TIME fun

Feel Good Friday: 14 Fun Photos to Start Your Weekend

From presidential selfies to human towers, here's a handful of photos to get your weekend started right

TIME How-To

Fixes for 5 Common Smartphone Photo Mistakes

Most of the time, today’s smartphones do a great job of capturing everyday moments in their default full automatic modes. However, there are times when adjusting your phone’s camera settings can make a huge difference. Check out these simple fixes to five of the most common photo mistakes and start taking better pictures.

1. Out of focus photos

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SamsungFace detection option on the Galaxy S5

When you don’t want the subject of your photo to be in the center of your image, your phone’s camera will often focus on the wrong spot. The fastest, easiest solution is to tap your subject on the screen to focus — an option that’s available on the iPhone and most Android phones. You can also press and hold on a spot to lock in focus and exposure and then move the phone to compose your shot. You can turn on face detection as well, and your phone will find and focus on the people in the scene.

2. Blurry fast-action/sports shots

When your subject is moving, like an athlete running down the field, movement can cause the image to blur. If you have an Android phone, like the HTC One M8 or the Samsung Galaxy S5, or Windows Phone, like the Nokia Lumia 1520, you can combat this by raising the ISO setting. With a higher ISO, the shutter speed can be faster, making it easier to freeze the action.

3. Dark faces in backlit and bright outdoor shots

In Auto mode, your camera tries to ensure that everything in your photo will be reasonably well lit. But when the person in the shot is back-lit or you’re shooting at a sunny beach or in a snowy setting, the background is much brighter than the people in your photo, so they can come out far too dark. For this problem, there are a few things you can do to make your photo turn out right.

Try setting your flash on so that it fires with each shot. In an outdoor scene, the flash can help light up faces even when the sun is shining. This is called a “fill flash.”

Another way to bring out details in all parts of a photo is to turn on HDR (high dynamic range). This mode takes overexposed and underexposed images and merges them together to bring out details in the light and dark areas of the photo. Most smartphones will have an HDR mode.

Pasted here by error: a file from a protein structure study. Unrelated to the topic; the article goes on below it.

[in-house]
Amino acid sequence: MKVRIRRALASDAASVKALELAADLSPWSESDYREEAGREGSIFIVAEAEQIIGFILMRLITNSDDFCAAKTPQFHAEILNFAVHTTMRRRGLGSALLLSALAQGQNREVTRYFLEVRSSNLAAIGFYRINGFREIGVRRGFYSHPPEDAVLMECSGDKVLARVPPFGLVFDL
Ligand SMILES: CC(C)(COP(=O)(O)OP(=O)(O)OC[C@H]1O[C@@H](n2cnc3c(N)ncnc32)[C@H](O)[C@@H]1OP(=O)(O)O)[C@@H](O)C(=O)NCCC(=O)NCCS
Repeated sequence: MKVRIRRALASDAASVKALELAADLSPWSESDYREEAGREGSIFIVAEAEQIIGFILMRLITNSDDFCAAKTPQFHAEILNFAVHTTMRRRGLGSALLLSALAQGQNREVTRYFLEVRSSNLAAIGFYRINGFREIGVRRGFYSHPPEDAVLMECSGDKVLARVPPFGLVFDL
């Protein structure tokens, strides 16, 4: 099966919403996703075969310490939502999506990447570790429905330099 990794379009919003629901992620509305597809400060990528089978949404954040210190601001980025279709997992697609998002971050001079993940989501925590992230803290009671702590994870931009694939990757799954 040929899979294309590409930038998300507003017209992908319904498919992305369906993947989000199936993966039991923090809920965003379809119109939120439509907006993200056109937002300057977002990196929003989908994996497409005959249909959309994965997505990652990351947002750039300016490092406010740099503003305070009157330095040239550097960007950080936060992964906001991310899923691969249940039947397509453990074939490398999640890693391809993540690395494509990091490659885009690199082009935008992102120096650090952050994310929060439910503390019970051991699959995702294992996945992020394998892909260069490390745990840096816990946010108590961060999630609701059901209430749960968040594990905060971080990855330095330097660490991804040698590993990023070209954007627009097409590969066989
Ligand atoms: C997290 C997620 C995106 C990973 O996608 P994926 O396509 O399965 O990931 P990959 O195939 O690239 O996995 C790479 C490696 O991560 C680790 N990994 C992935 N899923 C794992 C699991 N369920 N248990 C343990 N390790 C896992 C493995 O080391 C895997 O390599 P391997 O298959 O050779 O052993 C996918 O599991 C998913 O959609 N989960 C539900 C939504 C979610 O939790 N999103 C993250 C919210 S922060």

If neither of those options work, you can try manually adjusting the exposure to brighten or darken the overall photo. You’ll find this option on some smartphones, like the iPhone, HTC One M8, Samsung Galaxy S5 and Nokia Lumia 920, which let you manually adjust exposure.

4. Dark, grainy low light shots

Getting a good shot in low light usually requires lengthening the exposure, which leads to blurriness from you or your subject moving. Taking shots too quickly results in under-exposed images. There are a few things you can try, though.

Like with fast action shots, you can try bumping up the ISO setting, an option on some Android and Windows phones. The higher the ISO, the faster the camera sees the scene with the available light. So you can take photos faster, which reduces the blur caused by camera shake.

Low light is another shooting scenario where HDR mode can help. In this mode, the camera takes two or three shots at different exposures and merges them together to get detail in the brightest and darkest areas of the shot. Because the camera is taking a few shots, it’s important that nothing changes between each shot or the resulting image will be blurry. So reserve HDR mode for landscapes and group shots.

You’ll also want to turn on optical image stabilization, which is available on the iPhone 6 Plus and LG G3.

5. Cluttered backgrounds

When you’re focused on the subject of your photos, sometimes you don’t notice what’s going on in the background. Then, when you look at the actual picture, we see a ton of distracting detail that ruins the overall effect of the image.

A few smartphones let you blur the background or foreground of an image — or even select your focus after you’ve taken your shot.

Phones like the Nokia Lumia 1020 accomplish this manually by letting you select the aperture. Lower numbers equal a shallower depth of field – you can turn distracting backgrounds into fuzzy abstract patterns that make your subject in the foreground the focus of attention. The Lumia 920, 1020 and 1520 also have Nokia Refocus (see the demo below), which lets you refocus your shot after taking it, blurring the other areas of the photo.